So I have found from this discussion that it is not always a contradiction to define a modern artwork as primitive, as in many cases the primitive has helped to create what our conception of modern really is. Without its influence, western art would be very different from they way it is now. I feel artists need to be careful when taking influence that they do not seek to mimic what it is they are studying, for to create something with strength and intensity of feeling it is important that they do not try to become something that they are not, for if they do they deny the very feeling it is they wish to express. If it is said that taking influence from work of the past will cause a retrograde progression, it is to say that we should not take influence from anything. For anything that is in existence is from the past, just with a varying length in history.

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All that is solid melts into air

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Mr Majestik
SILVER Member since Mar 2004

Mr Majestik

coming to a country near you
Location: home of the tiney toothy bear

Total posts: 4693
Posted:wow, that post is huge and what i'm writing i believe has no relevance to it...........(sorry xorba)

so, i was wondering if anyone else finds it bad that garffiti in general has been overtaken by capitalist society using it as designs on clothing? i know this isn't fully fledged art talk but it is about the use of what some consider 'art' in a profiteering way.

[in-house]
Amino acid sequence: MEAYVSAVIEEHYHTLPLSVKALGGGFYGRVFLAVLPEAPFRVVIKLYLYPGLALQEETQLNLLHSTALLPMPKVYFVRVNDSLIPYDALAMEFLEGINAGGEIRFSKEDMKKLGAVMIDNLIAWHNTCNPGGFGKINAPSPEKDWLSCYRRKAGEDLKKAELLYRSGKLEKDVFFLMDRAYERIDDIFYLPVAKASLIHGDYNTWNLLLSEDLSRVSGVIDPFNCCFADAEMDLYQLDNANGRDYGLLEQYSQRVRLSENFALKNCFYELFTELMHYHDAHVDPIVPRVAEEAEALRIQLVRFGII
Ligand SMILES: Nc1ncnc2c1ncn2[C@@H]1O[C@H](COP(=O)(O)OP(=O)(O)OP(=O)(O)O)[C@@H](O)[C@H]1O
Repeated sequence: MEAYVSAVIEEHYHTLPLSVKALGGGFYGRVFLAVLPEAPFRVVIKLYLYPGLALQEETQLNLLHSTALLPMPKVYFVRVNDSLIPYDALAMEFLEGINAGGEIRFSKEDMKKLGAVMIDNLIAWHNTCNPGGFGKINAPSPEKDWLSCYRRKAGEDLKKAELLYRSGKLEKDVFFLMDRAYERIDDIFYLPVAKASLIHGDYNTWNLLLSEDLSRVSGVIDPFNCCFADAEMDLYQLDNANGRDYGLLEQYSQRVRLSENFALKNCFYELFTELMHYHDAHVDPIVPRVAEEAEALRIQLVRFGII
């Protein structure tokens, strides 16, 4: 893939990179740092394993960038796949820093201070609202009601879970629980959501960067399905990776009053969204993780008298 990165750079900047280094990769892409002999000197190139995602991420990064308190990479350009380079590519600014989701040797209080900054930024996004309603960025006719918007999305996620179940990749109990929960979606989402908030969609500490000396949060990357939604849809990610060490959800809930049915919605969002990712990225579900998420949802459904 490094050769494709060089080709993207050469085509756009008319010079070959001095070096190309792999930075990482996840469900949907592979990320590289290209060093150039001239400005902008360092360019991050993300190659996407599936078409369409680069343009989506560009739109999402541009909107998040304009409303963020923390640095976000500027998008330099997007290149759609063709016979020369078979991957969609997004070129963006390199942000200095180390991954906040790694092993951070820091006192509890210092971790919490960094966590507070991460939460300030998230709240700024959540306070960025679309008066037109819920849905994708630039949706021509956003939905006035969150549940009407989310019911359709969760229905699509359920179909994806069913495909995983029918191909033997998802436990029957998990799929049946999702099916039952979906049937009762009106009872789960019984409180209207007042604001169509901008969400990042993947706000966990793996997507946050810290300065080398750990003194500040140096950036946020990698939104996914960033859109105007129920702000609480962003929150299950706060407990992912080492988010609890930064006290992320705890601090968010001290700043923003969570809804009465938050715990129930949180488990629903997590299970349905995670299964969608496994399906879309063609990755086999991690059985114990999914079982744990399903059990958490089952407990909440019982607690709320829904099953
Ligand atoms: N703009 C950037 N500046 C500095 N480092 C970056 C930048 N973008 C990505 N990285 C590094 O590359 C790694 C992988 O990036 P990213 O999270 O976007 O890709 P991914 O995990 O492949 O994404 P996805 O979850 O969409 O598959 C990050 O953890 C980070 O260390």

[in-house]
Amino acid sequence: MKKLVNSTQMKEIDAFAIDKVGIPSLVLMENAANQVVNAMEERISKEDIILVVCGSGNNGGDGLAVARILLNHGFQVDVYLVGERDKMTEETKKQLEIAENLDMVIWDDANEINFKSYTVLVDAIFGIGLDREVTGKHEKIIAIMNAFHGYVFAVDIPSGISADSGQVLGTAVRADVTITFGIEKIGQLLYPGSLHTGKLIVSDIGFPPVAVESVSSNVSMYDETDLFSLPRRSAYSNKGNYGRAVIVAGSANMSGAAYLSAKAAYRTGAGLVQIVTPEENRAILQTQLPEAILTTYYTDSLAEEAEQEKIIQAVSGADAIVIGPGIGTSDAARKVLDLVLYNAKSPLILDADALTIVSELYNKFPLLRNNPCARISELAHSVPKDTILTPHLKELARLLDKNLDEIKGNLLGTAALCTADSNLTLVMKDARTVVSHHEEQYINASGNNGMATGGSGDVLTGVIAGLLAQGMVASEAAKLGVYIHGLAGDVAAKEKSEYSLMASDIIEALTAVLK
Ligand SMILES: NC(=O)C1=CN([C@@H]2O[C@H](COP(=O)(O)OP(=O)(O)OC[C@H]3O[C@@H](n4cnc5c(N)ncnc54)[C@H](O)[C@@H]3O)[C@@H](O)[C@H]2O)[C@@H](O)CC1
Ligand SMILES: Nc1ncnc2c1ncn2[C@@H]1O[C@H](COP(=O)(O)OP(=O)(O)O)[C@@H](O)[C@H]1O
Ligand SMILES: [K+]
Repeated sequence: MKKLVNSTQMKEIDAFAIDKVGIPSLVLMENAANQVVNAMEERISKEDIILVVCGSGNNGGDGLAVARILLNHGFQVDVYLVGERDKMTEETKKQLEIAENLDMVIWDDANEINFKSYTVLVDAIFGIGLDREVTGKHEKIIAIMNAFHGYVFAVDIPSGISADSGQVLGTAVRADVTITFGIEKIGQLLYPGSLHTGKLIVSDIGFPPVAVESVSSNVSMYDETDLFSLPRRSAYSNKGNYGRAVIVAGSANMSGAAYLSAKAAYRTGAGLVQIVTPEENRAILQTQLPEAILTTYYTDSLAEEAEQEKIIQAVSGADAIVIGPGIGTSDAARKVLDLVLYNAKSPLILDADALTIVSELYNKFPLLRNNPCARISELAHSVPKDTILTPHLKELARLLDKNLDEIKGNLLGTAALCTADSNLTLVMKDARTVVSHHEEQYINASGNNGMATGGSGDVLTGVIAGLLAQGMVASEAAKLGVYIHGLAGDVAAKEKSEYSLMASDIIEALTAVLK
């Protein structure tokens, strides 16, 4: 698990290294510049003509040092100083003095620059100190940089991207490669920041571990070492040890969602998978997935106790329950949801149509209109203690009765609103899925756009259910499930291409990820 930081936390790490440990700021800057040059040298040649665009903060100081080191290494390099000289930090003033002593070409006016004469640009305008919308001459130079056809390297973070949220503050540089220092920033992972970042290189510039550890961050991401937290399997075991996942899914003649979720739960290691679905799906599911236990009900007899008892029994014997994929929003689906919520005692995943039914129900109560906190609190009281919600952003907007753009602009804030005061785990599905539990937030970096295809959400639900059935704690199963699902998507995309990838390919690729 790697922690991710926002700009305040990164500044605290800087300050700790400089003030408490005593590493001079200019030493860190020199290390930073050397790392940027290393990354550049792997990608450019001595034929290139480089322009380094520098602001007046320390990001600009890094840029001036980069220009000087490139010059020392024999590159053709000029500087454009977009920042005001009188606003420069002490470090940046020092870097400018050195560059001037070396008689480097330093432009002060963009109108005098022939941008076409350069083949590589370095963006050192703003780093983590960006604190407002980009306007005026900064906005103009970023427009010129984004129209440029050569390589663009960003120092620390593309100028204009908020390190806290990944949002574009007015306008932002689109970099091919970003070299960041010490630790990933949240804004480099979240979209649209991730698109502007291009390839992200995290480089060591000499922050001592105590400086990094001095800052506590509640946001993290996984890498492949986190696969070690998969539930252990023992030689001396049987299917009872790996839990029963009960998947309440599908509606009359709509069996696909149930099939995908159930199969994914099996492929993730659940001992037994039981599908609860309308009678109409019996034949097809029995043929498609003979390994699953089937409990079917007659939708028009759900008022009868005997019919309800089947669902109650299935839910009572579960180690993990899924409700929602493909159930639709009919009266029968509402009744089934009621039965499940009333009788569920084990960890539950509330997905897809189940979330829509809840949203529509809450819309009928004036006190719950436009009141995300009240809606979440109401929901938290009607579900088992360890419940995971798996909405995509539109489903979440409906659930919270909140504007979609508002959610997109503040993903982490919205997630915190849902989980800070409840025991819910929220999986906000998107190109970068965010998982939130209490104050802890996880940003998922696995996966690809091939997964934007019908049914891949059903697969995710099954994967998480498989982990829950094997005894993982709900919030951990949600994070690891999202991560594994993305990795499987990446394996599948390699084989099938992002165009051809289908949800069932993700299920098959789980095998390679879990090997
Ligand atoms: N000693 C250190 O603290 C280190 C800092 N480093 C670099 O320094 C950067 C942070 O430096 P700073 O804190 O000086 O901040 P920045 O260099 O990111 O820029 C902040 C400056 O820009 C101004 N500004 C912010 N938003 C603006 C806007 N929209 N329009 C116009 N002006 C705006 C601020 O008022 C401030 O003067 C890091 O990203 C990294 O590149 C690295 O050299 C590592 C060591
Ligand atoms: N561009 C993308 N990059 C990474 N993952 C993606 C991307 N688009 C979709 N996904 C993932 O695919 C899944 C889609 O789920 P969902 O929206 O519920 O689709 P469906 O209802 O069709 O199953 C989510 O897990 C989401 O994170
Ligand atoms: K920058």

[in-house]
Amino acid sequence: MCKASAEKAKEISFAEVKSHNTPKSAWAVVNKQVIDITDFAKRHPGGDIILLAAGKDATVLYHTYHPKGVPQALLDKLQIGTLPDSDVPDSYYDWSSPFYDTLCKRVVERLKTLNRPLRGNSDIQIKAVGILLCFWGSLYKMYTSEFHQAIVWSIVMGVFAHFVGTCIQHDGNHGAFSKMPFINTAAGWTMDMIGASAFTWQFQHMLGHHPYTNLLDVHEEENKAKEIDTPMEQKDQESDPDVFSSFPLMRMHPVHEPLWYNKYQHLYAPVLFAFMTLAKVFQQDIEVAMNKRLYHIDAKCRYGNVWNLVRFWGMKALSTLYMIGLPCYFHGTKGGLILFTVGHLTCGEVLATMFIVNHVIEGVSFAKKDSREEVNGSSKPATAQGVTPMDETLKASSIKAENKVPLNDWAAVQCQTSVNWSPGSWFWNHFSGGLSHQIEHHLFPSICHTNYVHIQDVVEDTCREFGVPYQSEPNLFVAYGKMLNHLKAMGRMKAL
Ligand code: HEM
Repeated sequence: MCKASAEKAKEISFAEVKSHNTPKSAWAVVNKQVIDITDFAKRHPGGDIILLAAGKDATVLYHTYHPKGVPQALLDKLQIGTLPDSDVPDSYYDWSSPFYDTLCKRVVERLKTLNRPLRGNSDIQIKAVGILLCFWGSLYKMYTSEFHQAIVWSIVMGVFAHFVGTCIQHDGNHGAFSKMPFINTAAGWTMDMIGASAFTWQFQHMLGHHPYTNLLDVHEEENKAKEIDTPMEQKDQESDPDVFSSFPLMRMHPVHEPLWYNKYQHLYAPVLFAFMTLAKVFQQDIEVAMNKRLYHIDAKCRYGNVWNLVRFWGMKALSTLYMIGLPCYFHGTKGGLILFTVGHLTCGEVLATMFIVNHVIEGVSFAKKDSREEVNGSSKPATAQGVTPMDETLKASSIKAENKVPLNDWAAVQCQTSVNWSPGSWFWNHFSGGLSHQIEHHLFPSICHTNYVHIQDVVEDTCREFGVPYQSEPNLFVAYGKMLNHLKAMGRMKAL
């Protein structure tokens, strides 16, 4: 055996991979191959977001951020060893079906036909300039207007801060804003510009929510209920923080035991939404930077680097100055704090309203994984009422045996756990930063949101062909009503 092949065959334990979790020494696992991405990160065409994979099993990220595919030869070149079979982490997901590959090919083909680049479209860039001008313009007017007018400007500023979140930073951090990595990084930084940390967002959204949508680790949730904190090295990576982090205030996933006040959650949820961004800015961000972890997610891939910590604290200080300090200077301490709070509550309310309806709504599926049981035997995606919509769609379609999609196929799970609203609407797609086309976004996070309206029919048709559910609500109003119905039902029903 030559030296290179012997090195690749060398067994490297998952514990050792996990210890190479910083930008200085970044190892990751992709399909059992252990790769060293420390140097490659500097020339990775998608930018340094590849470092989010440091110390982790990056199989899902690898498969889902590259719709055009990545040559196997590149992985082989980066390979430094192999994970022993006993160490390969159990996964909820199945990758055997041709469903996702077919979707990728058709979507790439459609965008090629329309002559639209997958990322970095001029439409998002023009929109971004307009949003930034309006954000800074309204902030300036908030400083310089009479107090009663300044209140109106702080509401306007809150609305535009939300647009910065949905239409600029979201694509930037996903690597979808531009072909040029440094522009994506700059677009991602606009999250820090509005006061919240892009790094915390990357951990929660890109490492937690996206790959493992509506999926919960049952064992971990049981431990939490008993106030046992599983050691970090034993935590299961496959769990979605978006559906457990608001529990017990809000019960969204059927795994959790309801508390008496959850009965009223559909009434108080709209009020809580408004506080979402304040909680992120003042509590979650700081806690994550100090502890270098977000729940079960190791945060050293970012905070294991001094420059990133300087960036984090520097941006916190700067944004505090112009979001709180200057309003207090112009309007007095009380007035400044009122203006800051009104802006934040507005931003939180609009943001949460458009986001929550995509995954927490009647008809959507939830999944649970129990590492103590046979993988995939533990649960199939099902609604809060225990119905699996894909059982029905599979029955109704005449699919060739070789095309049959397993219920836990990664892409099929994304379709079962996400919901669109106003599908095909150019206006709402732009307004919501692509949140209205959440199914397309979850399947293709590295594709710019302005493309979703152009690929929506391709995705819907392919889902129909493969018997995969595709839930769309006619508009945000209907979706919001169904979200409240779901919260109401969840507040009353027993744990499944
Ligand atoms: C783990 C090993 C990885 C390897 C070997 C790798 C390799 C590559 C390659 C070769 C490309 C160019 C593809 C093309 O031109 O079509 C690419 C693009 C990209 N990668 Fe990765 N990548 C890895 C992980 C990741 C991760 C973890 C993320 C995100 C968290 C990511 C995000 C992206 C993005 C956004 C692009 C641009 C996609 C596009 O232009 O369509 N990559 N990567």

any thoughts please?


"but have you considered there is more to life than your eyelids?"

jointly owned by Fire_Spinning_Angel and Blu_Valley

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Lurch
BRONZE Member since Nov 2003

Lurch

old hand
Location: Oregon

Total posts: 929
Posted:Didn't you get the memo? 'Low'/underground art is the new cool thing. There is no underground anymore because the underground is the popular thing. Art in general has taken a dramatic shift lately towards being business/profit based. We're considered "designers" if we're doing it for the money, "artists" if we have an underlaying purpose.

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Warning: Please Do Not Jump On The Seals

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FireTom


Stargazer


Total posts: 6650
Posted:IMO

Art is in the eye of the beholder.

You can't classify or measure it. It's independant.

People try to make schemes, rules and classify it. But this fails miserably and is only for the self satisfaction of critics, art-traders, christies and people who have a mind that needs to explain everything.


the best smiles are the ones you lead to wink

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Mr Majestik
SILVER Member since Mar 2004

Mr Majestik

coming to a country near you
Location: home of the tiney toothy bear

Total posts: 4693
Posted:yeah, but there is a meaning to graffiti. but now, as Lurch has said, its just the new 'cool thing'. i just find it strange that an illegal activity has become popular when put on a shirt. personally i think its generally meaningless when made on a pc where you can edit and re-fix it. the beauty lies in the ability to apply it to a surface.

"but have you considered there is more to life than your eyelids?"

jointly owned by Fire_Spinning_Angel and Blu_Valley